Wednesday, October 13, 2010

Un Lun Dun

I was excited to finally get a chance to read Un Lun Dun (2007) by China Mieville when the book finally came up on my PBS wishlist (I think I'd been in line for almost two years waiting for it...).  Mieville is arguably one of the best talents to appear on the science/fantasy/weird fiction scene in the last decade. His Perdido Street Station (2000) and The Scar (2002) were absolutely stunning novels, and I see that The City & The City (2010) finally netted him the big one, a Hugo Award, to add to his growing collection of honors.

In a major departure from these previous works, which were most definitely adult-themed, Un Lun Dun is geared toward a younger audience.  I'd say a middle schooler could read the book and understand the plot fine, but some thematic devices  and language complexity add a level of sophistication to the writing.  I didn't think the book simplistic in the least (this was my major criticism of The Graveyard Book by Neil Gaiman), so readers of "serious" fiction should not hesitate to pick up Un Lun Dun.  I hate to drag out the well-worn 'If you like Neil Gaiman's [insert novel title here], you'll like [insert novel here]' line but, in this case, it rings true.

The story opens with a couple of friends, Zanna and Deeba, who begin to experience some fairly strange things in their everyday life.  One such event, when a broken umbrella is very obviously spying on them from outside a window, leads them to the strange land of UnLondon (hence the name of the novel) which turns out to be a nonsensical mirror of the real London.  UnLondon is inhabited by a vast array of characters that may or may not be human, and most of the objects in the city are a strange collection of things that have been cast off in London as junk.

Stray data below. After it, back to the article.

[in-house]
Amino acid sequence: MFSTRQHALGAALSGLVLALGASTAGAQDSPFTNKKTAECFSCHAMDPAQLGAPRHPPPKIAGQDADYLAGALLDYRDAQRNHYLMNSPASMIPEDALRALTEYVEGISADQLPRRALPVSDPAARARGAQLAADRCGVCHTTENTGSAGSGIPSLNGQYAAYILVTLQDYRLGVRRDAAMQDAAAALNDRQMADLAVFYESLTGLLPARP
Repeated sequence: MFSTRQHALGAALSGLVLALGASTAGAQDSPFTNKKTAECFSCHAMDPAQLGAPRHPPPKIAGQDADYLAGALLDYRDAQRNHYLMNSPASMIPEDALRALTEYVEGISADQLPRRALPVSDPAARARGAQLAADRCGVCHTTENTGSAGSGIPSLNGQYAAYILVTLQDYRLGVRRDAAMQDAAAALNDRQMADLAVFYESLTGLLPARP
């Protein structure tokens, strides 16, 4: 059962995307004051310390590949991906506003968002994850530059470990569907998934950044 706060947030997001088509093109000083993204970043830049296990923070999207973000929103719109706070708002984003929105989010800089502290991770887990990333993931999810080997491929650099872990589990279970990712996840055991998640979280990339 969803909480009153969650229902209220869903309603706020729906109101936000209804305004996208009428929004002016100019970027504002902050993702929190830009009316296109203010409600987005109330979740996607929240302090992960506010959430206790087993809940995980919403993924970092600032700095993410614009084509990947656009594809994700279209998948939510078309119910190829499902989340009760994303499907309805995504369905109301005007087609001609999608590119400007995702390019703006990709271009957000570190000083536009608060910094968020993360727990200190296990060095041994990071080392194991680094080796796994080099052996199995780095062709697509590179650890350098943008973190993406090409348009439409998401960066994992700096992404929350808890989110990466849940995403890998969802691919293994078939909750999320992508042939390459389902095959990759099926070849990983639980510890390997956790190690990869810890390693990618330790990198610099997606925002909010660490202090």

Amid this strange setting, Zanna and Deeba learn that UnLondon is being threatened by a powerful enemy known as The Smog.  The Smog, as it turns out, is a cloud of smog (think the smoke monster from Lost) that burns anything it can get its tendrils on to grow larger and more powerful.  An ancient prophecy forcasts a Chosen One (the 'Shwazzy') who will save the city from The Smog.  Zanna is immediately recognized as The Shwazzy, but in her first battle with Mr. Smog, she is incapacitated and returns home to London in a debilitated state.

This leaves Deeba (The UnChosen) to save her friend by herself in a series of interesting adventures that are so outlandish that my description couldn't do them justice.  Besides, part of the fun of the book is seeing what crazy thing is around the next corner and what clever pun it will be built upon.  Along the way she picks up a motley group of friends who turn out to be indispensable to her quest.  Mieville throws in a good number of ink illustrations in the pages to help us imagine some of the stranger encounters.

Un Lun Dun deliberately turns a number of time-honored fantasy conventions on their head.  It so happens that the hero chosen by fate turns out to be fairly useless, the all-important quest objects required to reach the ultimate goal go unclaimed by our heroes, and the book of UnLondon prophecy turns out to be almost wholly inaccurate.

I admit that I somewhat struggled to become engaged by Un Lun Dun.  The chaotic, disorderly nature of UnLondon combined with Mieville unveiling it in short bursts (the 300 page book has nearly 100 chapters) prevented me from establishing a strong connection with the setting as a whole.  This being said, there can be no argument that the novel is well-conceived and cleverly executed, and, in the end, I quite enjoyed it.

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